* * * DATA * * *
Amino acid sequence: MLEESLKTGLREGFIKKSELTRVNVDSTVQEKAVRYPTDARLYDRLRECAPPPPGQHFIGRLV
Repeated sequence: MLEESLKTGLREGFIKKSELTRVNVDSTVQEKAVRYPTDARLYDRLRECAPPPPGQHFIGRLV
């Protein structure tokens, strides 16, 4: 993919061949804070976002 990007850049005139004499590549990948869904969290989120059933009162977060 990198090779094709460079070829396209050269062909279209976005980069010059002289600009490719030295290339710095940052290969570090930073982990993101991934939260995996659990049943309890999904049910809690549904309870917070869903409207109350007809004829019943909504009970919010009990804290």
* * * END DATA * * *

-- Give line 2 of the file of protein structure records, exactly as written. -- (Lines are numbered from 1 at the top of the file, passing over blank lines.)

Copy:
Repeated sequence: MLEESLKTGLREGFIKKSELTRVNVDSTVQEKAVRYPTDARLYDRLRECAPPPPGQHFIGRLV